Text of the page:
Internal changes will hopefully eliminate these last two issues going forward.  As Lloyd Carr said in his reaction to the accusations, the internal problems that helped cause these issues can be improved “quickly and easily.”  Hopefully that is the case and these improvements to their internal system will help lessen the blow when it comes to what punishment Michigan will receive from the NCAA.  The way the process will move forward now is Michigan has 90 days to respond to the accusations, and then in August Michigan will have a hearing with the NCAA’s Committee on Infractions.  Any punishment wouldn’t be dealt until a couple months after the hearing, though it’s possible Michigan could self-impose sanctions before that.

The one thing that people have been making a big deal about is the fact that in the NCAA’s letter to Rich Rodriguez, the accusations were described as “potential major violations of NCAA legislation, unless designated as secondary violations.”  A lot of people have taken that to mean that these are major violations for sure, which is not the case.  Michigan will likely designate all of the accusations as secondary violations because that would be less of a black eye for the program and would likely result in a lesser punishment.  Whether the NCAA will allow them to be designated as secondary violations is beyond me, but I’m hoping they do.  If these all turn out to be secondary violations then the punishment probably wouldn’t be anything more than probation and the loss of some scholarships.  Major violations certainly bring about a worse feeling, but the key in all of this is that the accusations are merely potential major violations.

The other main thing I want to address is the idea that Rich Rodriguez suddenly is on the hot seat even more than he was before.  I can understand why that is the perception considering the situation, but as Adam Rittenberg pointed out, “Rich Rodriguez’s fate ultimately comes down to whether or not he wins games, not what the NCAA decides in August.”  I couldn’t have said it better myself.  While what happens with the NCAA could make it easier to fire Rodriguez if it comes to that, his job status heading into 2011 will be dependent on what the team does in 2010.  If Michigan puts together a great season that shows this program is headed in the right direction, then a couple NCAA violations, though embarrassing, probably won’t be enough to cost him his job.  At the same time, if Michigan has another bad season, Rodriguez is probably gone regardless of what happens with the NCAA.  The only thing violations will do is let Michigan fire him with cause and therefore not have to pay his buyout.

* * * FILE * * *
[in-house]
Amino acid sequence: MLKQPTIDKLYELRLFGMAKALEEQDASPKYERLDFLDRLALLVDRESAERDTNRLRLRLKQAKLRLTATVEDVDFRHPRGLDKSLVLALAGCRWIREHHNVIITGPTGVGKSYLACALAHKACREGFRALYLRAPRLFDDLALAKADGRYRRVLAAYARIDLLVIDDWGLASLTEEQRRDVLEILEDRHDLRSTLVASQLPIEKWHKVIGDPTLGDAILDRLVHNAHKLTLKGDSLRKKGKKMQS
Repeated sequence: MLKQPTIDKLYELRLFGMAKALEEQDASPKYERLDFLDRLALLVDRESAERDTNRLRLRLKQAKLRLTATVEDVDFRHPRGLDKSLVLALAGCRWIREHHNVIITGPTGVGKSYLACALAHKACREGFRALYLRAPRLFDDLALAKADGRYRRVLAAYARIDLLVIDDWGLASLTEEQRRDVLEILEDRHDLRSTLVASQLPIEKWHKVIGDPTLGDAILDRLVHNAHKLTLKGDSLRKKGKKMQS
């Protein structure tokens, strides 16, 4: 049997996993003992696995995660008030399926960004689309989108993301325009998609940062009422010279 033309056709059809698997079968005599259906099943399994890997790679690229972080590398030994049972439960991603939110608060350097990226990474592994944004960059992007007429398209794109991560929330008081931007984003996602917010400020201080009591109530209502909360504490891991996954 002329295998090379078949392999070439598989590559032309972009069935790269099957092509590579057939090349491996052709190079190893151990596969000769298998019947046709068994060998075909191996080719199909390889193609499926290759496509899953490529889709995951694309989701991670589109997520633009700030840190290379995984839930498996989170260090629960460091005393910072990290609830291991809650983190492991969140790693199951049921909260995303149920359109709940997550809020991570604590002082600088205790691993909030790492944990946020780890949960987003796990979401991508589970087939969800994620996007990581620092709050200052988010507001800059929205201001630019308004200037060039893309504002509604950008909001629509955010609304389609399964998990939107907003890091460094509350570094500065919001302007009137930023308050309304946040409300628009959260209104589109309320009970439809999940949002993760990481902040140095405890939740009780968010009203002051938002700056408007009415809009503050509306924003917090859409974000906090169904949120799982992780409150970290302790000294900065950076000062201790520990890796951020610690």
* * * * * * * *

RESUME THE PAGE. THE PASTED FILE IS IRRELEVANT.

Side note from all of this: WTF, Morgan Trent?

“I’m not surprised because I know what happened, and I know what kind of rules were broken. I couldn’t see how they were going to get out of that.

“Whatever steps need to be taken (to restore Michigan’s winning tradition), I’m all for it. What is happening right now obviously is not working. I don’t know how long they’re going to let this last until changes are made. This year is going to be the tell-all what’s going to happen. We can’t have three losing years in a row. Not at Michigan. To lose seven of last eight games (in 2009) is an embarrassment.”

Hey Morgan, you know what’s also embarrassing?  Your play as a cornerback for much of your career at Michigan, especially in 2008.  Perhaps you should just keep your mouth shut considering you contributed to one of those losing seasons.

2 Comments

  1. Richard says:

    RR is directly responsible here! I don’t care what the guy says, he knew what was going on.

  2. guanxi says:

    I”m an alum and have been to hundreds of games at the Big House. I think what makes Michigan special is that we “win, with integrity”, as Coach Carr says. We do the right thing no matter what. Due to our great fortune of having an exceptionally successful institution that has been built on integrity for over 100 years, we have a unique opportunity to be not only the “best”, but the “leaders”.

    Perhaps more than any other school, we can have it all: Attract the best players and coaches, win, and do it with complete integrity. (In fact, I think the latter helps the former.) We can set the highest standard and thus improve the state of college athletics nationwide. But leadership has extra responsibilities; if we bend rules to win, how many will say, ‘if Michigan does it, then why can’t we? Nobody takes integrity as seriously as they do’. They may make fun of us for arrogance, but that’s ok. Our leadership helps with problems that affect schools and students across the country. Winning football games is fun, but trivial in real life; it’s just a game (shocking from a dedicated fan, I know!). I would never sacrifice our integrity for a game.

    The right way to deal with problems is to take full responsibility, accept the consequences, fix the error, and ensure it never happens again. The wrong ways are to spin it, blame our accusers, or avoid the consequences..

    Generations of Michigan men and women have built, expanded, and maintained the program’s exceptional integrity. We can take little credit for it, we are just lucky beneficiaries, handed a great treasure we have not earned. We only earn it or claim credit if we do the same for the next generation. How embarrassing it would be if anything happened on our watch. Let’s leave absolutely no possibility or doubt that we do what is right here.

    Go Blue!